The same cannot be stated from 20 mm cannons and beyond that will shred the helicopter piece by piece.
The Flak jacket and Helicopter frame modules should be researched to increase the crew survivability against anti-air flak shells that are extremely dangerous to your helicopter and mostly for the crew. Pilots will see the improvement in this when attacked and manage to escape with minimal scars on their helo. A higher crew vitality (Pilot/Gunner) also improves survival.
Modifications and economy
Thanks to the great speed and agility, the main modules to be concern about are focused on protection and availability, such as the NVD or Flak jacket. The Assault mode can allow starting pilots to research the main modifications needed to improve the Scout to an optimal entry level for Mixed battles.
The Scout AH.Mk.1 is armed with:
- 2 x 7.62 mm L8A1 machine guns, skid-mounted (250 rpg = 500 total)
The L8 MGs are rather inaccurate when not ungraded. British pilots should not rely on this to attack any ground target as they mostly serve to defend against some air target that is pestering them or some other helo findable on their way to the enemy. A gun convergence of 600m is enough to fire efficiently without getting too close to the enemy.
The Scout AH.Mk.1 can be outfitted with the following ordnance:
- 4 x AGM-22 missiles
The AGM-22 missiles are usually good and enough to end with an armoured treat. Their SACLOS (Semi-automatic command to the line of sight) guidance requires to keep aiming to the target until its impact. A bit of advice is to aim for the sides of the hull or turret as it's possible in some tanks to survive one AGM impact; Therefore spending another on a single target. Keep in mind the limit range of 3 km and always predict the enemies movement to avoid an unsuccessful hit.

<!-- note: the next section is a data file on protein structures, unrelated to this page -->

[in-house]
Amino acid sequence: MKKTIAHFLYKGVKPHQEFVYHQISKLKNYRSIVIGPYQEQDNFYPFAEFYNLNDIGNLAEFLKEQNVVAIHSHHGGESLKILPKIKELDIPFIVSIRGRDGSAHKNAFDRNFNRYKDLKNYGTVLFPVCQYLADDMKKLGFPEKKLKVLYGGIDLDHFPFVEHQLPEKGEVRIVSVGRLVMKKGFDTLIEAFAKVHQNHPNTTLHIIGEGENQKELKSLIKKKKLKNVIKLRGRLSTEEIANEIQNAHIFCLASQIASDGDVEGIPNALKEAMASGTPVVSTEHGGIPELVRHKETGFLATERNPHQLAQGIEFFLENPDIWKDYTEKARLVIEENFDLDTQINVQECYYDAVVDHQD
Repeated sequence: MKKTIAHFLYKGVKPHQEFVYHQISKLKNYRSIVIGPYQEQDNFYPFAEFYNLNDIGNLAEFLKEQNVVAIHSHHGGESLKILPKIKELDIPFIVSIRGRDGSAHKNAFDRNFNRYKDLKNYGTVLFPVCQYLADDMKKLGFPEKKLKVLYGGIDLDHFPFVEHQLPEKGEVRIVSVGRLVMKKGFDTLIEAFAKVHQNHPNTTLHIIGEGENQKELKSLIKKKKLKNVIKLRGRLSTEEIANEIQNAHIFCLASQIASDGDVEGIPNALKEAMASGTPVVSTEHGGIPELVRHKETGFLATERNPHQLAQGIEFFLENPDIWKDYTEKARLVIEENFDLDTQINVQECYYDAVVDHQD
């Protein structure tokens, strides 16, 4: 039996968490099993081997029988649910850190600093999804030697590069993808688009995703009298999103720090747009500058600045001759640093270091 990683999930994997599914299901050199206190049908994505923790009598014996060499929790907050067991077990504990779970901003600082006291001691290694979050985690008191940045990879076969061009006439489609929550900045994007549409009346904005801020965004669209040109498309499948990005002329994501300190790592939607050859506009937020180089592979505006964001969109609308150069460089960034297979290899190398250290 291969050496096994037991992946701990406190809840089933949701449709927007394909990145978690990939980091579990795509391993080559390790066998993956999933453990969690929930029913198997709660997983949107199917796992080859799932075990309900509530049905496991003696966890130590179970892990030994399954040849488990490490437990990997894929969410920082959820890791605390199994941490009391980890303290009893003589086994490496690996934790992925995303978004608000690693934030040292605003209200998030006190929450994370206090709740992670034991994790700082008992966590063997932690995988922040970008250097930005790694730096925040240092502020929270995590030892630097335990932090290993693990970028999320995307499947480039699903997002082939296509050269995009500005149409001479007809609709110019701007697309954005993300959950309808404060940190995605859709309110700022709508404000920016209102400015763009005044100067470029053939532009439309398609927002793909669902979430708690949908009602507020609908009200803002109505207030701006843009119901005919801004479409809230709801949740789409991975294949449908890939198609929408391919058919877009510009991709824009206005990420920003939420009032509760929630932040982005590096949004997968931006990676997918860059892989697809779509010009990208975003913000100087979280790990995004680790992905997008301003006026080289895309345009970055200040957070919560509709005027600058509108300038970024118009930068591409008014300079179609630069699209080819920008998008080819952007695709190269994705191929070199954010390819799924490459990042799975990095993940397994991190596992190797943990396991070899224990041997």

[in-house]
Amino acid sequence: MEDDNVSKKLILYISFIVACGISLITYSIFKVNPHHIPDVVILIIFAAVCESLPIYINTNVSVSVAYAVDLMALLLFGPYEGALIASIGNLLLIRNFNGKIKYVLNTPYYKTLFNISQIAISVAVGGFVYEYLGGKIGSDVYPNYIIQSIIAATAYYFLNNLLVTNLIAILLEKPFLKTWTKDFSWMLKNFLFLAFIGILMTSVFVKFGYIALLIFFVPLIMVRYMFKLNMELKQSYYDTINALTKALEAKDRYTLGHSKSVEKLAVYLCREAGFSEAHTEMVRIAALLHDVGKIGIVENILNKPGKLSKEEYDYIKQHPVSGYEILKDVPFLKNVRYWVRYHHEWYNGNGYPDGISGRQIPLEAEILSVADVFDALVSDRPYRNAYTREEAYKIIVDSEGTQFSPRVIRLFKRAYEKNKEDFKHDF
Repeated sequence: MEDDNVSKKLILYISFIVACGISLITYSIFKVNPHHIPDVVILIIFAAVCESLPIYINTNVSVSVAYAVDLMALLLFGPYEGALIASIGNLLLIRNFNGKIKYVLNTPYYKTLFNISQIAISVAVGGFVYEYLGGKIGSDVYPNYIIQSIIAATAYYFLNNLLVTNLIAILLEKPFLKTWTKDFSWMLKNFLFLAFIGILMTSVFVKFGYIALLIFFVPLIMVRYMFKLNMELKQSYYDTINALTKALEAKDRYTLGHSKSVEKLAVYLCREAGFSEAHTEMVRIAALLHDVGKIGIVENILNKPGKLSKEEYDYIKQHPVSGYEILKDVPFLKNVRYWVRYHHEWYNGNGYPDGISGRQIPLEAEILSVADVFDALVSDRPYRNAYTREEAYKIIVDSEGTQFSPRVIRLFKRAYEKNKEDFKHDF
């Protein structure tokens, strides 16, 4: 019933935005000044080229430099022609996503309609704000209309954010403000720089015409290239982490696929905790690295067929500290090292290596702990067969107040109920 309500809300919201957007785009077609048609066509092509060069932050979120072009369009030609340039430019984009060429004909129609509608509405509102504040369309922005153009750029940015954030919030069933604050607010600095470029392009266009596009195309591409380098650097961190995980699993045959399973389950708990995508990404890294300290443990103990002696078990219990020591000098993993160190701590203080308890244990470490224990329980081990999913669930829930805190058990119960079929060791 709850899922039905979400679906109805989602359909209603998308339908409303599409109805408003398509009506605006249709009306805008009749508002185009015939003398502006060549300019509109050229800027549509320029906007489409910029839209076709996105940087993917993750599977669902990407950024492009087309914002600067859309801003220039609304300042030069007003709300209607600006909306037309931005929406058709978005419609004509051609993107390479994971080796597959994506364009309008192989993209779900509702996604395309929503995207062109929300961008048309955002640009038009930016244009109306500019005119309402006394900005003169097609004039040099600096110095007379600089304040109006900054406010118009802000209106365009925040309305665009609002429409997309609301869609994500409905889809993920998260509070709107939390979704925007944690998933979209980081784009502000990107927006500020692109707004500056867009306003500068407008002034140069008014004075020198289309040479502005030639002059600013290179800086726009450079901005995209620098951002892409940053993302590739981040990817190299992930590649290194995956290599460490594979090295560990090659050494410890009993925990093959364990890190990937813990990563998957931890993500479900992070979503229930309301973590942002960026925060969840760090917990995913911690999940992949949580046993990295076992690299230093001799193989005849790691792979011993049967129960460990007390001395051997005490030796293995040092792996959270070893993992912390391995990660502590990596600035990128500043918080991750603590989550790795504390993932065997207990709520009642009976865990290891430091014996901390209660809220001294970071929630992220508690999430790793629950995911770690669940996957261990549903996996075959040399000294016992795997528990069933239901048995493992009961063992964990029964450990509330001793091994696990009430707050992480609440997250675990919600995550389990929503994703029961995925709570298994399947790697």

Usage in battles
As the Scout is such a weak target, the pilots must be aware of their surrounds and fight from the enemy vehicle's blind spots or weak sides, because a burning and crashed helicopter only pads the enemies' score-count. Analyze and choose your side to engage in battle and preserve the helicopter.
Pilots should consider not getting high altitude with this helicopter for several reasons:
- Vulnerable to enemy radars and anti-aircraft missiles
- Jets will spot the Scout more easily and take it down
- Flight performance suffers and you lose all the advantages
- No cover and fully visible to anyone
The best flight approach is low as conceivable to the ground. When the Scout can past trees, houses, and mountains remaining almost undetected. Try to don't go beyond the enemy's half of the map as it means a risk of getting detected and destroyed by AA based in the enemy spawn point or facing more deadlier enemy helicopters.
Instead, the Scout could support the allied offensive in its side of the map and from a safe low incognito place, launch the AGMs to enemy snipers that are decimating the allied advance or intruders capping a point. Then retreat to reload and repeat as required to ensure victory.